Northern Thailand’s haze crisis: A local perspectiveBy Saksith Saiyasombut & Siam Voices Mar 19, 2013 5:07PM UTC
Every year between February and April local farmers in Northern Thailand and neighboring countries burn huge amounts of vegetation to clear fields and get rid of agricultural waste. The result is a serious, regional smog problem that causes discomfort and health issues for millions of people. So far, government and community efforts to combat the issue have been ineffective. These are the views of one expat living in Northern Thailand on the efforts to tackle an extremely complex issue…
EVERYONE seems to have their own perspective on the problem of burning and smog in Northern Thailand that happens, almost invariably, at this time of year. Many complain about the government and lack of enforcement of burning laws, but few have any real recommendations that don’t border on the ridiculous.
One person suggested that all you need is a couple of helicopters flying around full-time to douse the fires before they get out of control. Okay, that takes care of his village, now what about the rest of the region and our neighbors. In a search for simple solutions we focus on over-simplified explanations of the problem.
Some say all the smoke comes from Burma and Laos. Others blame big agribusiness and the growing of corn in areas like Mae Chaem. Some say it is the rice farmers who are the culprits or perhaps the slash-and-burn hill tribe people. Yet others blame their neighbors for burning their trash. Many think it is the government’s fault, due to greed and corruption, or the educational system is to blame.
A few foreigners here in Northern Thailand have cobbled together a poorly thought out petition to demand the end of the burning. I am sure it made them feel less helpless, but I am equally sure it will have no effect.
Composting of all the waste has been suggested but we are not talking kitchen scraps here. There are literally mountains of vegetation left over after the harvest. The corn harvest leaves not only stalks on the steep mountain slopes but also mountains of discarded husks at the processing sites.
Others suggest plowing the stubble back into the ground. Unfortunately many of the hillsides are far too steep for heavy equipment. Even the hiring of the larger tractors necessary to plow waist high rice stubble back into the earth is expensive and would make the growing of rice even less profitable for small farmers. There is also an argument that burning helps control pests and disease, leading to a better crop.
As it is, villagers in my area can’t make a living growing rice but do it based on a longstanding tradition that one must grow their own rice. It is okay for city people to buy rice from the store but it is not the done thing in the village. To make a living they must go to find work in the cities and scavenge what they can from what is left of the natural environment. Each year they encroach a little more into the forest. They strip the streams and reservoirs of fish. They burn the undergrowth in hopes of stimulating an abundant crop of wild mushrooms that can be harvested and sold at roadside stands.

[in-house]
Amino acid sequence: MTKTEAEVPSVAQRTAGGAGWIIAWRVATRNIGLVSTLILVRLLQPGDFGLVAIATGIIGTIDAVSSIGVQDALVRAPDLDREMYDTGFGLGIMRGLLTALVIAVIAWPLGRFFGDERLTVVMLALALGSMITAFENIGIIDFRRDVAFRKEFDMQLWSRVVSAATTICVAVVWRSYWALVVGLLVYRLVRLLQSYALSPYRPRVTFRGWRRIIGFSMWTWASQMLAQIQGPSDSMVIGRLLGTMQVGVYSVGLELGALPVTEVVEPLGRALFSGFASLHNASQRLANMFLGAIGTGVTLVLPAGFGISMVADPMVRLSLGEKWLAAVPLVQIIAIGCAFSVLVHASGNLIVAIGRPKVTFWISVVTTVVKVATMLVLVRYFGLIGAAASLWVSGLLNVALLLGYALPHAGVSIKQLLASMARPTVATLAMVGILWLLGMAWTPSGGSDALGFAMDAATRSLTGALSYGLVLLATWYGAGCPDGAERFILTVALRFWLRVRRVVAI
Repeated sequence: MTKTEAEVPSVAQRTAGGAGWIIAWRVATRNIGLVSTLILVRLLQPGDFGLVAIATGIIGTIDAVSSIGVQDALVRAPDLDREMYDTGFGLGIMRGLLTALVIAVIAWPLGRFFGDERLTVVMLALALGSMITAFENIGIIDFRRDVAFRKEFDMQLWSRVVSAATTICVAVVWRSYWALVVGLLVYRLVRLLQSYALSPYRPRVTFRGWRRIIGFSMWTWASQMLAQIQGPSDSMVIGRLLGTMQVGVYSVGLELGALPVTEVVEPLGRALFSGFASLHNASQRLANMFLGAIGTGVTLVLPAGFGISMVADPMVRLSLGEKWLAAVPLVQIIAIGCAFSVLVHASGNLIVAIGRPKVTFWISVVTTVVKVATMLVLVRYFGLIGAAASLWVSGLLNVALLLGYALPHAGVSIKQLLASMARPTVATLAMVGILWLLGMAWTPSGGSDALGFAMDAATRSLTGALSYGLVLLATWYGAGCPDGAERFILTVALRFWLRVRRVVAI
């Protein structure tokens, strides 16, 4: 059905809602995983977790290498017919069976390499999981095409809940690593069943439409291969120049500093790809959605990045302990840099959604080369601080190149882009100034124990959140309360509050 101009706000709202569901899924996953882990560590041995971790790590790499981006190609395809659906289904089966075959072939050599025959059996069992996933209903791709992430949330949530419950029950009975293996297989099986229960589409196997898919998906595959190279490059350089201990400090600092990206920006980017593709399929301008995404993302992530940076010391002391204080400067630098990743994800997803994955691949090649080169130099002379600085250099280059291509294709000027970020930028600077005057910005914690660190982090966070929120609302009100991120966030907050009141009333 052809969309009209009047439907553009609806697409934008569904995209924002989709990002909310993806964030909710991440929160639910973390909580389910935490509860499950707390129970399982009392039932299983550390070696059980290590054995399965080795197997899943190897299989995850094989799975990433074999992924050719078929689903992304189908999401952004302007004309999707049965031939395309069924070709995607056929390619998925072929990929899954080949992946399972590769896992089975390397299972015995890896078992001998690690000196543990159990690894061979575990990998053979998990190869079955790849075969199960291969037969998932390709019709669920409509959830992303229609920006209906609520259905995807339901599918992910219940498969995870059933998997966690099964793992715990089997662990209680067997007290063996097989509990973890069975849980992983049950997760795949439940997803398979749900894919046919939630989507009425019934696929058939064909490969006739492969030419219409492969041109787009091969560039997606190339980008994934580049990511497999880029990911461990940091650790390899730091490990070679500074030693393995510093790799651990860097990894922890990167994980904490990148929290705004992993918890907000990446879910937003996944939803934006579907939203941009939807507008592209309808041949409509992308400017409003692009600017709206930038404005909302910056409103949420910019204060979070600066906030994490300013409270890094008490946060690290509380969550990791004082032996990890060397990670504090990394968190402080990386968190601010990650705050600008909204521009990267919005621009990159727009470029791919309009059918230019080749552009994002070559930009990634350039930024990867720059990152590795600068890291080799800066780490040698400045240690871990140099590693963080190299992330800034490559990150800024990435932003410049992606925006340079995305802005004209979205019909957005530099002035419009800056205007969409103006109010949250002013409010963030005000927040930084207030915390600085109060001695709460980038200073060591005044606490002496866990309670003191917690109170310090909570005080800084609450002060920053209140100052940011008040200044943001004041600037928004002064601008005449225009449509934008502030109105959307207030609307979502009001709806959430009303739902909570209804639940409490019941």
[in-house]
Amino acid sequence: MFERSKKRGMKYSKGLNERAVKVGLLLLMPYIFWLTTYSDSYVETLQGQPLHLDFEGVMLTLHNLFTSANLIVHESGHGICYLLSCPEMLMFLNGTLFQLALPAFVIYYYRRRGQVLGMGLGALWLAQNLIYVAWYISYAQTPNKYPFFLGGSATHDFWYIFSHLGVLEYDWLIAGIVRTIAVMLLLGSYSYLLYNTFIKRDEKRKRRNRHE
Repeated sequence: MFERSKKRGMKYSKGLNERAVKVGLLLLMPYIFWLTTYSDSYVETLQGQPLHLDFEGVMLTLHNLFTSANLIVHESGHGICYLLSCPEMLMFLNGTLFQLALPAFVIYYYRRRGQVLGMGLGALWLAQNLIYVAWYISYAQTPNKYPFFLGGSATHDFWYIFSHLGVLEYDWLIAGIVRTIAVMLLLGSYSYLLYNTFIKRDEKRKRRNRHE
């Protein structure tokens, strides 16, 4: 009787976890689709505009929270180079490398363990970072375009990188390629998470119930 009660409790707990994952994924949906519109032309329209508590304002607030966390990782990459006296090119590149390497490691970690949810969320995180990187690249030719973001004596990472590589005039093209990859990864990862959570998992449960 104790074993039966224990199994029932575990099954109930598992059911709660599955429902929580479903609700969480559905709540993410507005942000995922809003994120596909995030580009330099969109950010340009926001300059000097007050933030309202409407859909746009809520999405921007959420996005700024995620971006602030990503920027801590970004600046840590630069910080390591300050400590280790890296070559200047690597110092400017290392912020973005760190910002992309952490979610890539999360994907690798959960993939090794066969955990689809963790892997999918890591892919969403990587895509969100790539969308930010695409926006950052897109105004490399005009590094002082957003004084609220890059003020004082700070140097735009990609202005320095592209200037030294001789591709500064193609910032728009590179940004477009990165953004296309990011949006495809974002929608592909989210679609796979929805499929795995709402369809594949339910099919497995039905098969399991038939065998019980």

Villagers are not immune to the seduction of modern conveniences and want what we all want. They want transportation, communication, entertainment, electronic conveniences, a better house and perhaps a leg up for their children by sending them to better schools. Everything costs money and the rural populace have limited options compared to their big city brethren.
As bad as things are in our village they continue to burn daily. People will complain about the smoke in a very general way and then go off and light another fire. Around here fires are not started by faceless figures in some remote location but by friends and neighbors. Pointing fingers at individuals is only done in extreme cases. The extreme interdependency in the village is the adhesive that bonds them together and makes things work. At the same time it is what often holds them back when it comes to making changes.
One villager, for example, lost 70 rubber trees, by his estimate, due to his neighbor’s burning which got out of control. He asked for something like 70,000 baht (US$2,380) but I heard they may have negotiated that down to around 30,000 baht. Chances are the firebug doesn’t have the money so will try to avoid payment or he will have to borrow the money. That will lead the culprit to further disregarding rules and regulations in an effort to scrape together a few more baht here and there.
I am not claiming to have the answers to this problem. However, some of the suggested punitive measures focused exclusively on the poorest members of society and could be at the very least counterproductive, and potentially even destructive and destabilizing.
Until someone can come up with affordable alternatives that don’t further burden the poor and take into consideration the complexity of the issues that lead to this yearly burning and the resulting pollution, we are destined to suffer with this problem for years to come.
Article published courtesy of ‘Village Farang’. To read more about village life in Northern Thailand, check out Village Farang’s blog